Jane Hart, founder of the Centre for Learning & Performance Technologies has compiled a list of of the Top 100 Tools for Learning in 2015.
I have explored three of these tools in my discussion below in order to see how I would use these tools in an eLearning environment. I also discuss which level of activity this tool would in when looking at the SAMR model.
Tool #1: Prezi
Although Prezi isn’t much of a new concept now a days, I still love the use of Prezi for a traditional classroom AS WELL as an eLearning environment. No matter which course or type of classroom a student may be involved with, in the end, the student will need to present some sort of assignment/presentation/idea. What better way to do so than with a Prezi? Prezi is a great tool for students who are not very creative/advanced in making videos or other forms of presentation. It is a great alternative to the mundane PowerPoint presentation without requiring too much skill in design and video making. Due to Prezi’s LARGE database of templates and user-friendly tools, Prezi can be used for virtually any subject area.
SAMR Model: Augmentation – Prezi is taking the concept of an old technology, such as PowerPoint and augmenting it’s capabilities with new technology .
Tool #2: Blogger
Blogging is something I have recently begun using (hence this blog) so I thought I should add this tool to my list. As a current student myself, I am experiencing first hand the benefits of having a blog. I was never much of a writer before, but that’s because I was always constricted on what I had to write about and what my topic was. Although I do have a topic I am writing about right now, WHAT I actually write is all up to me, my opinions and my own experiences. I am given free range to discuss what I want and it’s allowing me to simply write without worrying that I’m saying the correct things. Giving students this type of freedom will give them the motivation to be open and candid about a certain topic, especially if you can make blogposts anonymous! I would allow students to make their blogs anonymous but they would have to submit a copy of their discussion to me directly so that I know which student has completed the work. One of the best parts about blogging as well is the ability for other students to (anonymously if they like) provide commentary and feedback on another student’s post.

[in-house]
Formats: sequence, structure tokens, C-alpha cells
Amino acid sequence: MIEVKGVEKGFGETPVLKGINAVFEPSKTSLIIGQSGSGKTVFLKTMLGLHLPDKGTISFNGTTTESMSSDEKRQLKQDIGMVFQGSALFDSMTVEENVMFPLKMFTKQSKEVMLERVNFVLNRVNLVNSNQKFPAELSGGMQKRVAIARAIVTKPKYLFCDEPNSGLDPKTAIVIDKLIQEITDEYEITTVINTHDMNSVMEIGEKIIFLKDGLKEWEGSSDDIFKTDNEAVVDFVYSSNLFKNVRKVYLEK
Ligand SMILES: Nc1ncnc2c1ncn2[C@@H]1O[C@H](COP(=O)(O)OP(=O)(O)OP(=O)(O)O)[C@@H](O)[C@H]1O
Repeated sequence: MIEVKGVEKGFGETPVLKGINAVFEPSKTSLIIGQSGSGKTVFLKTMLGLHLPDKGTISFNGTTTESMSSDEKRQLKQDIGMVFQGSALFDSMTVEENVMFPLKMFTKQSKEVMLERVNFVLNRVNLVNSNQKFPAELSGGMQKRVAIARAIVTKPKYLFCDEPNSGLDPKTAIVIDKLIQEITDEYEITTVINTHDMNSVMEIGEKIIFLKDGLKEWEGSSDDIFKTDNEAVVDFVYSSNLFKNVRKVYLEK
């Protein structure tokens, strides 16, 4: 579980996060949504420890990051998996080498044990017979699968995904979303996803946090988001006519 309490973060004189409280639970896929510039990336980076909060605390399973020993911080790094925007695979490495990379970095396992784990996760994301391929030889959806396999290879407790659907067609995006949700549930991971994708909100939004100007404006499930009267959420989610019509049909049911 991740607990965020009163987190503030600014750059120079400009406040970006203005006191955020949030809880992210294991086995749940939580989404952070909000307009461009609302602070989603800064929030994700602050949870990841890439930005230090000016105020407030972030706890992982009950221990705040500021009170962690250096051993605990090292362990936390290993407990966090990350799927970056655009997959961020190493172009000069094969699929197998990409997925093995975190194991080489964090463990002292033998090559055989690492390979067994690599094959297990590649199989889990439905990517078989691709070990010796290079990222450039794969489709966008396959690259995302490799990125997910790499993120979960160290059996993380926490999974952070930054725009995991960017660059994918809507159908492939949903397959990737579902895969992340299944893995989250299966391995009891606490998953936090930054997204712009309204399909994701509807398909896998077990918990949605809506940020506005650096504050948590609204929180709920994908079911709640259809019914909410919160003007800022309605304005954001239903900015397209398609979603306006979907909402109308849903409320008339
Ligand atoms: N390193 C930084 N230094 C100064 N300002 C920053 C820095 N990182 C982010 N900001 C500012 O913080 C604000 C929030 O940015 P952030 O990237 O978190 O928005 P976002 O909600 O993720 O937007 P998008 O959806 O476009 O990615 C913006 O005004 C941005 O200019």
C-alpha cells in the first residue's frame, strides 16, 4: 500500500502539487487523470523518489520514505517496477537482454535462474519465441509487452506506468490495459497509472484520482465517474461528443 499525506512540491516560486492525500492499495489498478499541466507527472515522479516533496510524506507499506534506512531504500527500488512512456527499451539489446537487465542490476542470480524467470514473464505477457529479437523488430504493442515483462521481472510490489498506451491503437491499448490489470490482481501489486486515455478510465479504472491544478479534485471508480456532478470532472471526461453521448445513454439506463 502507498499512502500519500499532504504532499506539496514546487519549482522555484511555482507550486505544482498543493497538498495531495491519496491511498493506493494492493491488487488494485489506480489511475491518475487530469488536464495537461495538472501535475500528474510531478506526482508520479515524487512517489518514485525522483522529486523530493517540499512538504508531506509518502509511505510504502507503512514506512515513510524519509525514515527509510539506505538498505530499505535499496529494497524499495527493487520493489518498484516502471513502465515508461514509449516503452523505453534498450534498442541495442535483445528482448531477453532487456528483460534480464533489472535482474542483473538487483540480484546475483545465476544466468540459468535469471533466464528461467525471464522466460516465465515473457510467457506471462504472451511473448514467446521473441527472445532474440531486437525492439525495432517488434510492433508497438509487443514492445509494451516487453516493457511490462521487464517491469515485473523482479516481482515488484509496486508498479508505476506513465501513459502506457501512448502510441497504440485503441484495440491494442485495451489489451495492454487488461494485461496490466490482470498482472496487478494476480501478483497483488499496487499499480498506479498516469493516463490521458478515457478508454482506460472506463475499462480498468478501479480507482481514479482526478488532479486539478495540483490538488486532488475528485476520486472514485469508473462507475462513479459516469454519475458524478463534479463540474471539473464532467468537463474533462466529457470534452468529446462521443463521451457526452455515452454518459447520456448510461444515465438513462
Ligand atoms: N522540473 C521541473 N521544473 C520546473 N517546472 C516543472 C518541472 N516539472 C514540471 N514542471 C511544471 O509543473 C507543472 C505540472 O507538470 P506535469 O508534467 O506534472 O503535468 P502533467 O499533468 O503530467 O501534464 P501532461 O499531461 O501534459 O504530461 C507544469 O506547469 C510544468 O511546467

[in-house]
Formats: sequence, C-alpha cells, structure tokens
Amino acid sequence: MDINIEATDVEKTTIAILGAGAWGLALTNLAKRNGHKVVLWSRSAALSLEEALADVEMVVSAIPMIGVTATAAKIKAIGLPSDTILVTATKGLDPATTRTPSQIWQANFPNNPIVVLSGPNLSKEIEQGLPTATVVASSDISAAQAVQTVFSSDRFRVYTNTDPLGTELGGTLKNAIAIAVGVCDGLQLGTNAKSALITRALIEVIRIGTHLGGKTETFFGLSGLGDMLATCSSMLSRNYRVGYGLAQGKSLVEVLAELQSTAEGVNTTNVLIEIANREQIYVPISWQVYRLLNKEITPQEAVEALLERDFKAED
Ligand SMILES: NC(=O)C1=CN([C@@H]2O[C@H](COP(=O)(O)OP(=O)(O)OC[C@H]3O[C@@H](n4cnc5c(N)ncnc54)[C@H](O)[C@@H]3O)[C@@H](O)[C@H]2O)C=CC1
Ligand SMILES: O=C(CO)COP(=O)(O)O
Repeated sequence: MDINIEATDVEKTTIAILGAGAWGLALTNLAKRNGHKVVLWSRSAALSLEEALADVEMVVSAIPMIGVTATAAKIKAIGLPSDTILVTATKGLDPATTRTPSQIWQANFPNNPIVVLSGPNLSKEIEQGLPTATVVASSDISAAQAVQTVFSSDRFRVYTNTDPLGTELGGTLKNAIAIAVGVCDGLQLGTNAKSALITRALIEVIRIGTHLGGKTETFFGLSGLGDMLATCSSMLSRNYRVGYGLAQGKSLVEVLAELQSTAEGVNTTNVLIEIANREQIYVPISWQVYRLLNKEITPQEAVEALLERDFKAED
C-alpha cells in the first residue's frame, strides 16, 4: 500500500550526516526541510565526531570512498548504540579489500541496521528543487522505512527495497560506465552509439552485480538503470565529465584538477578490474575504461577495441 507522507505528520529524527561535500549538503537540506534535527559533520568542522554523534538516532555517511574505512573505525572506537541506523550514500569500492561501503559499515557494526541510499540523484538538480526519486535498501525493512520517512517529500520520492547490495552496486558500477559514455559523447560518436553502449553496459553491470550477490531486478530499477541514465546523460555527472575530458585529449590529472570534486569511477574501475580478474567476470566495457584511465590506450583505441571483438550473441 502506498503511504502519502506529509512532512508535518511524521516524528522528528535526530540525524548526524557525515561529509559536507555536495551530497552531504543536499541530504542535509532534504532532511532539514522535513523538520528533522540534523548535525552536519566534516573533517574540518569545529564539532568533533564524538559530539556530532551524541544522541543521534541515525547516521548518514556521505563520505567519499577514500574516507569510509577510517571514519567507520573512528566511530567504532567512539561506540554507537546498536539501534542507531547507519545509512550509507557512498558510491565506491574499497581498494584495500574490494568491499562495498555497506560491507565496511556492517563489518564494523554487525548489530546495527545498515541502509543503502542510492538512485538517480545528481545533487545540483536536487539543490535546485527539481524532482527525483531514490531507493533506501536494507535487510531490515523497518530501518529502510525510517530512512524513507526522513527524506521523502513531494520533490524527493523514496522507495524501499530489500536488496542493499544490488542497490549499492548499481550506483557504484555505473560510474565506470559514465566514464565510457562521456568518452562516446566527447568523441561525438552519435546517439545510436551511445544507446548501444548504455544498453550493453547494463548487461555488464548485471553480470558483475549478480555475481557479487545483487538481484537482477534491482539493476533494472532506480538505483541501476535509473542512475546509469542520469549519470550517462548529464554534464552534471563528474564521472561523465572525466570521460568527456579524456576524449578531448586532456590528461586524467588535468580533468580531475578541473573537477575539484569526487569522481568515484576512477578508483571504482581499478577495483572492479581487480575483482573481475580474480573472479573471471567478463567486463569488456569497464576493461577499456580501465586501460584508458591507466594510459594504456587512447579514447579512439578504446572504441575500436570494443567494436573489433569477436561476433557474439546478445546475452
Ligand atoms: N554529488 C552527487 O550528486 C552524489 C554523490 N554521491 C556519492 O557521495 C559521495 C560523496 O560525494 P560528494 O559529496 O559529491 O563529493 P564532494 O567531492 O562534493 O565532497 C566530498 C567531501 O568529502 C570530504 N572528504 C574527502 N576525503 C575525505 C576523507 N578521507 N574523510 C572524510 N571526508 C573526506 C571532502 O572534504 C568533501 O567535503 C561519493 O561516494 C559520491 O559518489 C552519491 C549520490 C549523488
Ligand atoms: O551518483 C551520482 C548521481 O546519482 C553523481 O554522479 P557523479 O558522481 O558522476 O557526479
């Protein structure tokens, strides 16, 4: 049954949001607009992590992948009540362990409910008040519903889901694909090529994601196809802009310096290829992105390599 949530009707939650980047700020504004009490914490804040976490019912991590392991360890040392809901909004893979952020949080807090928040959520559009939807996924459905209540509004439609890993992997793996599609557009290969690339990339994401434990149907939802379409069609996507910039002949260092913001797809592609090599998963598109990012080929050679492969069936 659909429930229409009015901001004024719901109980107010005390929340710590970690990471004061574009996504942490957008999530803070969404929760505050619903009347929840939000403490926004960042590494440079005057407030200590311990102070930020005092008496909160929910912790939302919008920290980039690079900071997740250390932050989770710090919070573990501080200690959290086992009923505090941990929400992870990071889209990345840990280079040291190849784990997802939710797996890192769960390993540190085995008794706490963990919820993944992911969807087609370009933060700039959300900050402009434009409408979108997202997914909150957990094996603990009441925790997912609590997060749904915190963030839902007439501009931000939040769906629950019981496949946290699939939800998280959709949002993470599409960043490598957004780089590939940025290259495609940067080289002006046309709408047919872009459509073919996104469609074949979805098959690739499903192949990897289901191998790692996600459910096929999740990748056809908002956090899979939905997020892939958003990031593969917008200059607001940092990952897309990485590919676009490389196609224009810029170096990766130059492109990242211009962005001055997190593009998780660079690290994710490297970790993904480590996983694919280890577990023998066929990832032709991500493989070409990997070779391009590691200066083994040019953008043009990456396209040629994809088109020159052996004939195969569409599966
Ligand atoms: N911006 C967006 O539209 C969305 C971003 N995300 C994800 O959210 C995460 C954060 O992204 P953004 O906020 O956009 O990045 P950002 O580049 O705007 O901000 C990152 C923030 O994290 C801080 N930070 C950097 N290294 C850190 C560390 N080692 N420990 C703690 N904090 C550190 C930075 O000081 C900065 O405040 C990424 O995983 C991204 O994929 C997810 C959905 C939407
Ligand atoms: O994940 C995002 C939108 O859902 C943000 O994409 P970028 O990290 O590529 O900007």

SAMR Model: Redefinition – blogging allows for instead feedback and commentary between students, people, readers all over the world that may not have been possible in the past. A blog can be posted one minute and the next minute the blogger can be discussing their blog with people from all different backgrounds at once!
Tool #3: Google Hangouts
What better way to learn from your peers than interacting with them face to face, hearing their voice, watching their mannerisms and being able to react? Google Hangouts brings the in-person experience to life without having to leave your seat (bed, bath, hammock). There is no better way to learn from each other than being able to express your thoughts and ideas in real time, talking through your ideas out loud, engaging in deep conversations with other people from around the world, from the comfort of your own home! Students can have group discussions and work on projects together without the headache of trying to find time to and a place to meet each other. What if the students live in different cities, countries or continents? Google Hangouts makes any live discussion possible!
SAMR Model: Modification – this is a better version of the in person meeting, using technology to unite students that are too far away to ACTUALLY meet in person at the same location.